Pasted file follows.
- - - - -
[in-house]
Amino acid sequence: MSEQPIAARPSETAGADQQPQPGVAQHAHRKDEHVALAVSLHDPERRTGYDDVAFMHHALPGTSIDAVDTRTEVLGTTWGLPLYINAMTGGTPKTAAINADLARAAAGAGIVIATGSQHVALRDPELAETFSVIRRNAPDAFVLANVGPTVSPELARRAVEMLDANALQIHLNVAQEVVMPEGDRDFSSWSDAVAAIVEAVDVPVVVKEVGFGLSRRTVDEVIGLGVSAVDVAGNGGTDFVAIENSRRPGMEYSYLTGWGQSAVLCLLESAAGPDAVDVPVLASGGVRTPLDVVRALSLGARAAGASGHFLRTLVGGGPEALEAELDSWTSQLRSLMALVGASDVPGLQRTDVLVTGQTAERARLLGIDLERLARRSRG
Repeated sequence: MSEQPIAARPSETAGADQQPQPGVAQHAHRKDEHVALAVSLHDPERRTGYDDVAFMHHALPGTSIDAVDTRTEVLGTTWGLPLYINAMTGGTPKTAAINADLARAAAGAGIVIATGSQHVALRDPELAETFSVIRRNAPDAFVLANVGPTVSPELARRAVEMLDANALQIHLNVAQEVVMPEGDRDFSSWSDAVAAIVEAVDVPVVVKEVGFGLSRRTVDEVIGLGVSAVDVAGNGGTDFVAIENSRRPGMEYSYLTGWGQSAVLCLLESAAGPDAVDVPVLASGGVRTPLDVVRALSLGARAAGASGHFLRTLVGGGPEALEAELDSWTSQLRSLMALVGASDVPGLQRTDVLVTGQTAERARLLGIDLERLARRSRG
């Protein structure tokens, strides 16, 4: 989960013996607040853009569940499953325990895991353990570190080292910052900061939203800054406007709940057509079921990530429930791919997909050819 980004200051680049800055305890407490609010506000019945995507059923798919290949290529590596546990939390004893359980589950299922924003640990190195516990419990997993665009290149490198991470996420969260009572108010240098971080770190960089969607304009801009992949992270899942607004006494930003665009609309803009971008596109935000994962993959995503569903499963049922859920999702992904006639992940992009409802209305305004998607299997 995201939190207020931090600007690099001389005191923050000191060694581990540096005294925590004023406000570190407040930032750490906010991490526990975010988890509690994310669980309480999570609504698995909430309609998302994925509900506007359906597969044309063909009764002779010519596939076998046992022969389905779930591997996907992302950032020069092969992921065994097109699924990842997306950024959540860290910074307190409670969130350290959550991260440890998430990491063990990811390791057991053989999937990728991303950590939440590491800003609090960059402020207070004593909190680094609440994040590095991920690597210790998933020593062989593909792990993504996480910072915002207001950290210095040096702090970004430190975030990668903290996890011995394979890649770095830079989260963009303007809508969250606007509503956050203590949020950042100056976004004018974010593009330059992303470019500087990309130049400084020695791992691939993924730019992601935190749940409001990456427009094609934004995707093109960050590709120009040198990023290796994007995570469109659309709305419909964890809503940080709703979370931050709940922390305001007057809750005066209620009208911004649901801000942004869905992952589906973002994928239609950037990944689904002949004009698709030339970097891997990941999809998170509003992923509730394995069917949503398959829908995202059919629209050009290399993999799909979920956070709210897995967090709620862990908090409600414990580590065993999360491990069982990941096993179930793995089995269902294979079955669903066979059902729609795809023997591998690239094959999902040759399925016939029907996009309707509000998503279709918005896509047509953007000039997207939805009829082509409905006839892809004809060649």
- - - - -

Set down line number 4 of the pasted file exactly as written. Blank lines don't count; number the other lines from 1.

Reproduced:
């Protein structure tokens, strides 16, 4: 989960013996607040853009569940499953325990895991353990570190080292910052900061939203800054406007709940057509079921990530429930791919997909050819 980004200051680049800055305890407490609010506000019945995507059923798919290949290529590596546990939390004893359980589950299922924003640990190195516990419990997993665009290149490198991470996420969260009572108010240098971080770190960089969607304009801009992949992270899942607004006494930003665009609309803009971008596109935000994962993959995503569903499963049922859920999702992904006639992940992009409802209305305004998607299997 995201939190207020931090600007690099001389005191923050000191060694581990540096005294925590004023406000570190407040930032750490906010991490526990975010988890509690994310669980309480999570609504698995909430309609998302994925509900506007359906597969044309063909009764002779010519596939076998046992022969389905779930591997996907992302950032020069092969992921065994097109699924990842997306950024959540860290910074307190409670969130350290959550991260440890998430990491063990990811390791057991053989999937990728991303950590939440590491800003609090960059402020207070004593909190680094609440994040590095991920690597210790998933020593062989593909792990993504996480910072915002207001950290210095040096702090970004430190975030990668903290996890011995394979890649770095830079989260963009303007809508969250606007509503956050203590949020950042100056976004004018974010593009330059992303470019500087990309130049400084020695791992691939993924730019992601935190749940409001990456427009094609934004995707093109960050590709120009040198990023290796994007995570469109659309709305419909964890809503940080709703979370931050709940922390305001007057809750005066209620009208911004649901801000942004869905992952589906973002994928239609950037990944689904002949004009698709030339970097891997990941999809998170509003992923509730394995069917949503398959829908995202059919629209050009290399993999799909979920956070709210897995967090709620862990908090409600414990580590065993999360491990069982990941096993179930793995089995269902294979079955669903066979059902729609795809023997591998690239094959999902040759399925016939029907996009309707509000998503279709918005896509047509953007000039997207939805009829082509409905006839892809004809060649």